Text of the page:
HT1 Essential Reading: Joel Eisinger, ‘Straight Photography’

This weeks essential reading was ‘Straight Photography’ in Trance and Transformation: American Criticism of Photography in the Modernist Period, University of New Mexico Press, 1995. This book, as said in the title discussed straight photography and photographers who were within this group and what they felt was ‘Straight Photography’ it also looks into Pictorialism. Some of the photographers that are discussed are Alfred Stieglitz, Edward Weston, Ansel Adams and Beaumont Newhall.
Something that is discussed early on is how in the 1950’s the States was dominated by commercial press and everyone was moving towards being a journalist or advertiser instead of working on their own art for exhibitions; however instead of conforming to this Straight Photographers were working on exhibition work preferring to have a small interested audience than a mass of followers who are just following the crowd and not giving it much thought. It is definitely easy to do things the easy way, and I feel that many would prefer to have a mass audience and do less work than work really hard and put a lot of effort in for a small amount of recognition.
Another point that I found interesting was this ‘If photography could be embraced as a product of science, Strand believed it could play an important role in modern society by humanising technology.’ I had never thought of photography as science as I was born into a world that already had this technology, and so it was already humanised and a part of everyday life.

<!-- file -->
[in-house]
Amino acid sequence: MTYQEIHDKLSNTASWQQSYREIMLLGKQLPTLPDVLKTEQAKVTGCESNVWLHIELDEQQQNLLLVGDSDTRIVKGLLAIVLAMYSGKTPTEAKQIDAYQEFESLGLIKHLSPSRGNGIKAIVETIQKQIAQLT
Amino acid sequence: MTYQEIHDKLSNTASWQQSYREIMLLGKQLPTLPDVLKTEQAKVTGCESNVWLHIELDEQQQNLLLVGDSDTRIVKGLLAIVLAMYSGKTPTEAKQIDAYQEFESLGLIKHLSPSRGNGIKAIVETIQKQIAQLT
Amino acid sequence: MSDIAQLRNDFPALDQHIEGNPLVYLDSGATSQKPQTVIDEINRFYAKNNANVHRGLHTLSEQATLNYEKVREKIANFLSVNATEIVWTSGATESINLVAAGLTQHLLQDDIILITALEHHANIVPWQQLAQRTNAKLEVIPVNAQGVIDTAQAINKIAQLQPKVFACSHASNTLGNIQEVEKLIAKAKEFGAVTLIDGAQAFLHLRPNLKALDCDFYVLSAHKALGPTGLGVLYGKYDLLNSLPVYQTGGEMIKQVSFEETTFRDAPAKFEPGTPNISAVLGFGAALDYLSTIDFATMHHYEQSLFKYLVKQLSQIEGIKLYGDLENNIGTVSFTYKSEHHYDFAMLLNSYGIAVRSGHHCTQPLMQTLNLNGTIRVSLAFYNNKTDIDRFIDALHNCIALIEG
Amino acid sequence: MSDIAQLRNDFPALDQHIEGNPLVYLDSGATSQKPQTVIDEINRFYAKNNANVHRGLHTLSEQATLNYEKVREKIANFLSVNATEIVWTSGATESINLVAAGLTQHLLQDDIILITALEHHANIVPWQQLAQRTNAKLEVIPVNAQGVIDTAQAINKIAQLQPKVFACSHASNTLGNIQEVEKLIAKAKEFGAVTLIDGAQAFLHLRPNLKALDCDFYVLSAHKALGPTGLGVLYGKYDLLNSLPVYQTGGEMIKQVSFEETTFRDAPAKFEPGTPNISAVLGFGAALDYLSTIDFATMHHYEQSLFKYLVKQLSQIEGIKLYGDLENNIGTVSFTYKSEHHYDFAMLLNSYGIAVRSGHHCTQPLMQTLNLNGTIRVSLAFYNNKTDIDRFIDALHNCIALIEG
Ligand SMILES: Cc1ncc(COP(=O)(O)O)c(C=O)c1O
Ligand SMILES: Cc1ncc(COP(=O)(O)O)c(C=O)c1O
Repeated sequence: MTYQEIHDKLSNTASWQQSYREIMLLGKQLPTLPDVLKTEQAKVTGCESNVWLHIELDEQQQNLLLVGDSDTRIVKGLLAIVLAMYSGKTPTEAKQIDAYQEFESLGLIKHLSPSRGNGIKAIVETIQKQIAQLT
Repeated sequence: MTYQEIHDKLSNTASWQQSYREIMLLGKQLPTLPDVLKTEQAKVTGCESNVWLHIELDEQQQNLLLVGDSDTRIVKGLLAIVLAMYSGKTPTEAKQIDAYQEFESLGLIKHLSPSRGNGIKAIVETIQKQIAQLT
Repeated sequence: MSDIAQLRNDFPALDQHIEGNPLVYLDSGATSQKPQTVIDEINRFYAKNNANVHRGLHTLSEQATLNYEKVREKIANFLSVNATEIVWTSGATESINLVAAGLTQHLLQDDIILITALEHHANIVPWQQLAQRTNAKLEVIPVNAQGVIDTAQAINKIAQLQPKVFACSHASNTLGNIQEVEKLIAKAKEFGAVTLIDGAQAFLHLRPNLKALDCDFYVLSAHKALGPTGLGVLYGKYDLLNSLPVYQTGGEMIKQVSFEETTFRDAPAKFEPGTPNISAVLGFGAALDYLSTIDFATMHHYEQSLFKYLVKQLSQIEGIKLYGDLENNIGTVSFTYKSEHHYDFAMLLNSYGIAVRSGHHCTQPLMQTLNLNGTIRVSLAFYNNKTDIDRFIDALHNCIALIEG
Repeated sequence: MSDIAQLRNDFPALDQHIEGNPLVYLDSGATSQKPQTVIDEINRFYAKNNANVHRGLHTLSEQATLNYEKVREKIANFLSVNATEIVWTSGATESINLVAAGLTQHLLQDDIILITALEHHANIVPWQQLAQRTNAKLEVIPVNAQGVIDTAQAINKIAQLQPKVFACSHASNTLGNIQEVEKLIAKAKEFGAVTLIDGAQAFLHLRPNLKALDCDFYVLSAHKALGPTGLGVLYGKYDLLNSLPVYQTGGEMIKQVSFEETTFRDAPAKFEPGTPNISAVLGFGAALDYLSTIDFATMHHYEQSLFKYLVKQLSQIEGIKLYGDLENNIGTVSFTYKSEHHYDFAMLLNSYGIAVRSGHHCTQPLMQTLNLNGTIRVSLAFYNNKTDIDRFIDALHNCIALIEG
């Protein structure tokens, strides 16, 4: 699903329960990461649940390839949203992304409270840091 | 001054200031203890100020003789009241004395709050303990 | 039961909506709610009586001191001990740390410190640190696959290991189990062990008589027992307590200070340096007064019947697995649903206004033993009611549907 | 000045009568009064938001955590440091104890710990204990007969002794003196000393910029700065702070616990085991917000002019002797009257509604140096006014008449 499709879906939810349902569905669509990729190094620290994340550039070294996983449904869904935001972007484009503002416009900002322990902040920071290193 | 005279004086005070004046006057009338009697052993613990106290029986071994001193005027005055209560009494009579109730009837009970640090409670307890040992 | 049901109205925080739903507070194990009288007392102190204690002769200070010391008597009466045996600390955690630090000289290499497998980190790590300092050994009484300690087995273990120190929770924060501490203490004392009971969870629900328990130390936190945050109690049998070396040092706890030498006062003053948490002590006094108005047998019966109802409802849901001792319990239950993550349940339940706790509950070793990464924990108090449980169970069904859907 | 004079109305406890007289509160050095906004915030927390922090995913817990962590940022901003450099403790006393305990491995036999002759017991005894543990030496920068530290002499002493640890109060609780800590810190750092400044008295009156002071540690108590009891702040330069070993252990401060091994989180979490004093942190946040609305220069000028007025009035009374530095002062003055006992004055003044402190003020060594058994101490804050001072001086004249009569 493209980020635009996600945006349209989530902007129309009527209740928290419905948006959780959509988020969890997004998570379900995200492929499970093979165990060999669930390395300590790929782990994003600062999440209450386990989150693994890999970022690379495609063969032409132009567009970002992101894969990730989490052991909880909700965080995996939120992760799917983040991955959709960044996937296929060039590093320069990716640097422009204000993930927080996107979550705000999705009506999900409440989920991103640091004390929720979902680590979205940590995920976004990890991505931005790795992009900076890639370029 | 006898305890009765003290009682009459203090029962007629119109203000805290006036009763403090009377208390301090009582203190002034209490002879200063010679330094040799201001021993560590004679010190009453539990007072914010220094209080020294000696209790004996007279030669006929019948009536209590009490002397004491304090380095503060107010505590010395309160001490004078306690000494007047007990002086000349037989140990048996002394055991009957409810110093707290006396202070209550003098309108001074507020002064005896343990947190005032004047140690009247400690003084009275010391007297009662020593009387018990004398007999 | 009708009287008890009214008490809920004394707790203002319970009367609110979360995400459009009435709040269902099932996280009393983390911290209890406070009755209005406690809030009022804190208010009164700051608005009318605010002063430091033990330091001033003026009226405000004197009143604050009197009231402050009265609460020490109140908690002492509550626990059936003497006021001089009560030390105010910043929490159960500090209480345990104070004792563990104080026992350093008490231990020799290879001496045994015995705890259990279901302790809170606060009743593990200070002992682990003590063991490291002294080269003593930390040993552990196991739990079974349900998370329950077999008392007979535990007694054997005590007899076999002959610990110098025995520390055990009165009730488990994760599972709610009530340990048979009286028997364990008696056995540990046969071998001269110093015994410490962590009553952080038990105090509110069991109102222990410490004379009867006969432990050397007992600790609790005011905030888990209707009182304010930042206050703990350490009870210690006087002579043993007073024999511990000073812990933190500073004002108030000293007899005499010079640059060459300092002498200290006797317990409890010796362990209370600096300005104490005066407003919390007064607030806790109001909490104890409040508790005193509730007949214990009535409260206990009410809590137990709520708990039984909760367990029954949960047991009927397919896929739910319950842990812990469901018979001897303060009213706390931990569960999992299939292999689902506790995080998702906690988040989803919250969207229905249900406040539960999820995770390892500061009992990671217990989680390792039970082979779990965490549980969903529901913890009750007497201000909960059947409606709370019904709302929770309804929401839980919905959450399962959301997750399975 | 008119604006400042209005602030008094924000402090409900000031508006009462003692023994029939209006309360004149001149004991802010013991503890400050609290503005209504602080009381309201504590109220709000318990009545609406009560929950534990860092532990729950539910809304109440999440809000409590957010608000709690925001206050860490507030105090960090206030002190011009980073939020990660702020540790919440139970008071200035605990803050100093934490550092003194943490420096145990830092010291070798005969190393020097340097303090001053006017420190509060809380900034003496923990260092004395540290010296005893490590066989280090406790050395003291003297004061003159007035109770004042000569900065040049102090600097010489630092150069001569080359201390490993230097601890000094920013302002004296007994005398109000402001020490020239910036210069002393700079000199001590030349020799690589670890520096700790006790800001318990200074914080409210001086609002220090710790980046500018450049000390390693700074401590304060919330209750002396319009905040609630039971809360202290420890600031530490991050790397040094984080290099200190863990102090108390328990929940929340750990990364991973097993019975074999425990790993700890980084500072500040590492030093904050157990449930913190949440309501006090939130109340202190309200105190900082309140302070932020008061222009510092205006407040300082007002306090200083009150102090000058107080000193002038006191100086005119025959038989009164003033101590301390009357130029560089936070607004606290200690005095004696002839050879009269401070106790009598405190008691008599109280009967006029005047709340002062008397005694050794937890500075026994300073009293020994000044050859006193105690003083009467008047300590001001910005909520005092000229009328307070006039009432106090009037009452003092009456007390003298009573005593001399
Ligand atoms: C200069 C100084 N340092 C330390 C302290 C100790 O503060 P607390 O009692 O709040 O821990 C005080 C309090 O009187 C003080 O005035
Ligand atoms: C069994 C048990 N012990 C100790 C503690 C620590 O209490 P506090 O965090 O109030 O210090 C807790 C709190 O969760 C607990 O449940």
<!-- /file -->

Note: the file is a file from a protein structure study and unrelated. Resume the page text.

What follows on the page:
It was fascinating reading the thoughts about straight photography when it was first in its element, I must admit I had never heard of straight photography before as so I was intrigued to find out what it was, even though the title is quite self-explanatory.

Advertisements

Leave a Reply

Fill in your details below or click an icon to log in:

WordPress.com Logo

You are commenting using your WordPress.com account. Log Out / Change )

Twitter picture

You are commenting using your Twitter account. Log Out / Change )

Facebook photo

You are commenting using your Facebook account. Log Out / Change )

Google+ photo

You are commenting using your Google+ account. Log Out / Change )

Connecting to %s